In this week’s blog, Fr. Paddy with some thoughts as we approach the season of Autumn.

 

There is an old Irish saying ‘the darkest hour comes before the dawn’, that perhaps rings very true to the times we live in. I was reminded by this hopeful sentiment recently, with an early morning phone call, from a lovely couple, announcing with great joy the good news of the healthy and safe arrival of their son Daniel, born after seventeen years of waiting, wanting and yearning to conceive a healthy child.

One of the great gifts of life is the gift of hope. ‘Hope is a living energy, alive and tangible’. Hope helps us to realise that we are not alone, we are necessary, we are part of something great. We belong to something much more than this present moment and every day we can begin again. These days are so often over-shadowed by the grey clouds of fear and uncertainty. There is a crisis of hope. A reality that so often may seem, overwhelming, difficult and brings with it a temptation both to despair and abandon hope. So often we can be consumed by bad news. I suggest that good news is tangible, alive and very real.

Last weeks front page article on this paper, detailed negative news about Bagenalstown Community Games. However, the story of Bagenalstowns’ exceptional and talented young people supported by fantastic parents and volunteers is a much greater good news story. The light is greater than darkness and despite the storm clouds of unemployment, debt, depression, illness and uncertainty we must not abandon hope.

Hope often accompanies the vulnerable moments of life. Some of the most inspiring and uplifting people have the heaviest cross to carry. I recently sat at the bedside of a young man George, who is suffering with Terminal Illness living with Pancreatic Cancer. In the silence and distress of the moment I found his courage and hope truly inspirational, “ I want to live every moment to the full, I want to enjoy life and appreciate all that I have”. Such words gave me a huge wake up call.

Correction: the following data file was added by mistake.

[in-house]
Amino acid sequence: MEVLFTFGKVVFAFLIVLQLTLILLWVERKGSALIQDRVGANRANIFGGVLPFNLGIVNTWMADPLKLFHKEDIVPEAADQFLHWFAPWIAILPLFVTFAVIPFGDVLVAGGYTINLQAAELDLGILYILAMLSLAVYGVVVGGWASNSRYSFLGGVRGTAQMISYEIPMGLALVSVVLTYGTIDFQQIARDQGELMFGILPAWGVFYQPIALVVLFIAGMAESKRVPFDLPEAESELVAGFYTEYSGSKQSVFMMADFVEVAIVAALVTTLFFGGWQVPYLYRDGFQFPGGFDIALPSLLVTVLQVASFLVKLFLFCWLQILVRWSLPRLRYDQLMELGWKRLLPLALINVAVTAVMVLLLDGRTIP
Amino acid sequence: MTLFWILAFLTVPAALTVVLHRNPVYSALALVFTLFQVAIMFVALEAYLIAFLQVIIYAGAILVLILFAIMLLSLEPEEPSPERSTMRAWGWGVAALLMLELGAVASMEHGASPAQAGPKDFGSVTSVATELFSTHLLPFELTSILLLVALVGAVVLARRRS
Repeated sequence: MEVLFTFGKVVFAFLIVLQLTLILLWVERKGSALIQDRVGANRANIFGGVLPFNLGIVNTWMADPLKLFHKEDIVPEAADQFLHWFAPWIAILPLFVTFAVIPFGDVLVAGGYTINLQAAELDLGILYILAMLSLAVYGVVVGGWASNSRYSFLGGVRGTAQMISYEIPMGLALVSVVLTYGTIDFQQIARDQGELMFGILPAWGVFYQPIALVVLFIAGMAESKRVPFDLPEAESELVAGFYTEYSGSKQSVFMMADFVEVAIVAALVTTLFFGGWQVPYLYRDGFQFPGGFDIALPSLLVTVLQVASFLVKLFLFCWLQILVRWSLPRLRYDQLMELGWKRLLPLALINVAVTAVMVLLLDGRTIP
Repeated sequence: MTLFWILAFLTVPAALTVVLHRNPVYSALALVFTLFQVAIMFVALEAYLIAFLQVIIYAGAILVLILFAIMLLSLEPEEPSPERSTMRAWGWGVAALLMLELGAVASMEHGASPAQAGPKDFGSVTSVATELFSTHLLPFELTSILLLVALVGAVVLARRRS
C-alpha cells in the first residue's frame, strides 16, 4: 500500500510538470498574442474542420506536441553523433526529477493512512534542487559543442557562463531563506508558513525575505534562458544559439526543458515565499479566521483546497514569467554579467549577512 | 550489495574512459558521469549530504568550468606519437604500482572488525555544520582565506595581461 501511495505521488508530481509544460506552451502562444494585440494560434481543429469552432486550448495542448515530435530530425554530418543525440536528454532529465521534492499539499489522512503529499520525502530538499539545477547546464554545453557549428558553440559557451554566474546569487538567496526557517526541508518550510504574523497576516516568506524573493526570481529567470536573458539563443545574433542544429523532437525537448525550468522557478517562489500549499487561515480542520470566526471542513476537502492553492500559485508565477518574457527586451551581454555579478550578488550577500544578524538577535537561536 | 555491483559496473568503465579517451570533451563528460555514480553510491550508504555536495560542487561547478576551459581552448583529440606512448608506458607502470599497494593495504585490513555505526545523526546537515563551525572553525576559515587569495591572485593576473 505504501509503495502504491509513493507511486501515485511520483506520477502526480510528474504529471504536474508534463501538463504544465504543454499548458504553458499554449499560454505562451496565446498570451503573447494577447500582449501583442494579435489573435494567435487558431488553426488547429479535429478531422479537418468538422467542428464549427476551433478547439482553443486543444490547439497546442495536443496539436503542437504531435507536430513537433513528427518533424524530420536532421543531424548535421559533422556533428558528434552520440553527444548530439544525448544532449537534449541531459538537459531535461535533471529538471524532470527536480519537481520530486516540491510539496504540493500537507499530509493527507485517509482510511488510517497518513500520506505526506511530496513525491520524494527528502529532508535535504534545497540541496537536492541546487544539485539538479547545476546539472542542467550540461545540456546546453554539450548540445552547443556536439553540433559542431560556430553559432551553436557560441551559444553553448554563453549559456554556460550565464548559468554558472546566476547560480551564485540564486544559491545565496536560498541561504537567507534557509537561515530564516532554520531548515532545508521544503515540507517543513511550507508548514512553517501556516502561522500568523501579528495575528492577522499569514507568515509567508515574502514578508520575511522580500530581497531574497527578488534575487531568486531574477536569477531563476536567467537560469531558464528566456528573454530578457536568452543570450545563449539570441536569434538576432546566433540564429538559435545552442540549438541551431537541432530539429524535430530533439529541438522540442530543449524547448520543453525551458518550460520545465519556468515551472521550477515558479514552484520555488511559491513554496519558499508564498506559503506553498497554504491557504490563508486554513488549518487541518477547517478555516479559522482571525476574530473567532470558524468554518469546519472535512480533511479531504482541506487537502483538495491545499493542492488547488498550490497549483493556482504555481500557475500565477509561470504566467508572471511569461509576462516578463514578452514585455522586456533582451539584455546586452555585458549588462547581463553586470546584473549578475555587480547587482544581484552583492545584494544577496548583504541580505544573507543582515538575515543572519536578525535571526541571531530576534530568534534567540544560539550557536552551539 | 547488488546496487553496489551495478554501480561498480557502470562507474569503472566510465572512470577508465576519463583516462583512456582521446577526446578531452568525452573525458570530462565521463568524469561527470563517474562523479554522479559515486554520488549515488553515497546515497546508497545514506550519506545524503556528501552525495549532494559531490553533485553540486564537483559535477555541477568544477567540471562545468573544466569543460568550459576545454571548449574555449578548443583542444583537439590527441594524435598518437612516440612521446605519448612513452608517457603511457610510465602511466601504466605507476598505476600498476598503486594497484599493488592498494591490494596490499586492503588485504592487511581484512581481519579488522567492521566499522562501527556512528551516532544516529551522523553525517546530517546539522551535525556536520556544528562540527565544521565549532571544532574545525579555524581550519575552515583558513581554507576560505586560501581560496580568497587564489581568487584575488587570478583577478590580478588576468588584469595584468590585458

Yes we have much to be grateful for. The gift of health allows us to engage indulge and indeed celebrate each moment. Without health we are limited, restrained and lack energy. I’m sure this young man would give everything, despite his acceptance to enjoy good health again. Perhaps the God of creation is also awakening within us renewed appreciation for the abundance of his presence in our midst. This years harvest was abundant in its plenty, for this we must be grateful also. The colours of the autumn season not just reminds us of the coming winter, but awakens within us the hope that in spring time new buds will bring a new season.

To turn the key and open a door, to family and friends where we are loved and welcomed and made feel at home is another reason to hope. No matter what, we have people who support and encourage, who listen and love, who desire for us only good things and through their presence offer us love and genuine friendship.

The greatest challenge of our time, in Irish society is to see beyond the doom and gloom, to raise our eyes to an inspiring hope alive in the generosity, compassion and spirit filled lives of so many good people in all our communities.

‘Spirit of God, loving and free, Spirit of God, flow through me’.